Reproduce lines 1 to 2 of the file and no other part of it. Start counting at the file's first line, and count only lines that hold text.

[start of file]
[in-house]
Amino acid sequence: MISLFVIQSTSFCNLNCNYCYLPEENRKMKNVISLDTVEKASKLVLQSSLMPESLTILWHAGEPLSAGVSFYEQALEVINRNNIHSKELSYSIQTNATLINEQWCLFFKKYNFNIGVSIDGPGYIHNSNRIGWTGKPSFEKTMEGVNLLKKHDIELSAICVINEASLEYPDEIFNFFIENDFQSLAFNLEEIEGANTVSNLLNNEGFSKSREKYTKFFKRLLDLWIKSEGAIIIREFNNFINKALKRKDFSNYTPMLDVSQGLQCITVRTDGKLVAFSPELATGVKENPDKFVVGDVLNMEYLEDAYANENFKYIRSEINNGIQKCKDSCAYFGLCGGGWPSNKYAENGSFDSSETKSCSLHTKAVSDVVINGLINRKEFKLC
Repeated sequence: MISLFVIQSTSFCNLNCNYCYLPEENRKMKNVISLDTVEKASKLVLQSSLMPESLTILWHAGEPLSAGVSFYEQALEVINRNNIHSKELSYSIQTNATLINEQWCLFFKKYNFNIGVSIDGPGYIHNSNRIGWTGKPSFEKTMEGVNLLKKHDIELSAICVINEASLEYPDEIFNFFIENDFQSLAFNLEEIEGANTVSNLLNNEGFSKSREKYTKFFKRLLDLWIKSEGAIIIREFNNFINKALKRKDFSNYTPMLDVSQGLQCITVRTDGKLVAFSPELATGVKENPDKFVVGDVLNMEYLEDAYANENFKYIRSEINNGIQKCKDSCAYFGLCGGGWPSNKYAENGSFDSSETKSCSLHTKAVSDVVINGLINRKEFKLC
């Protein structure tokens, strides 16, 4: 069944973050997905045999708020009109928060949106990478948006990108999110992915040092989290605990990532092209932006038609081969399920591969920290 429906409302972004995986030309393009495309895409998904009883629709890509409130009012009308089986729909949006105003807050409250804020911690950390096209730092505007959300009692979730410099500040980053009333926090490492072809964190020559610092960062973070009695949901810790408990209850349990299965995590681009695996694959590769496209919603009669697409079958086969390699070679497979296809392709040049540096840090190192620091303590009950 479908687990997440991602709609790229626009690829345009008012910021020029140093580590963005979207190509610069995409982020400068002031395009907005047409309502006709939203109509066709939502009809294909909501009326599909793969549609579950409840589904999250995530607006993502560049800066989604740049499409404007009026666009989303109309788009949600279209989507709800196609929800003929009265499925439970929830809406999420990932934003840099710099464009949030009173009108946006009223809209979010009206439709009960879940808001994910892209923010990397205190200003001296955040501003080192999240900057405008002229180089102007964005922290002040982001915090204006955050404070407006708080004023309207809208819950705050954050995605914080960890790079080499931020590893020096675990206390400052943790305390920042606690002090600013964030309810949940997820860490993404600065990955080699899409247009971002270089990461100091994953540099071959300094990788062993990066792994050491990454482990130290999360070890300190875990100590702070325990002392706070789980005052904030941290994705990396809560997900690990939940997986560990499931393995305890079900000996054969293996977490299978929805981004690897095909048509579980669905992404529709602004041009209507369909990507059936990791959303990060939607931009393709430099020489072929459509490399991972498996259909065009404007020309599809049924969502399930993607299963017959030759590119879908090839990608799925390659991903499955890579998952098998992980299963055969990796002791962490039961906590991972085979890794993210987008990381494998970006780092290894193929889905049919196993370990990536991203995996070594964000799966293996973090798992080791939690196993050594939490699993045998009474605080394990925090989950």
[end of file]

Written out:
[in-house]
Amino acid sequence: MISLFVIQSTSFCNLNCNYCYLPEENRKMKNVISLDTVEKASKLVLQSSLMPESLTILWHAGEPLSAGVSFYEQALEVINRNNIHSKELSYSIQTNATLINEQWCLFFKKYNFNIGVSIDGPGYIHNSNRIGWTGKPSFEKTMEGVNLLKKHDIELSAICVINEASLEYPDEIFNFFIENDFQSLAFNLEEIEGANTVSNLLNNEGFSKSREKYTKFFKRLLDLWIKSEGAIIIREFNNFINKALKRKDFSNYTPMLDVSQGLQCITVRTDGKLVAFSPELATGVKENPDKFVVGDVLNMEYLEDAYANENFKYIRSEINNGIQKCKDSCAYFGLCGGGWPSNKYAENGSFDSSETKSCSLHTKAVSDVVINGLINRKEFKLC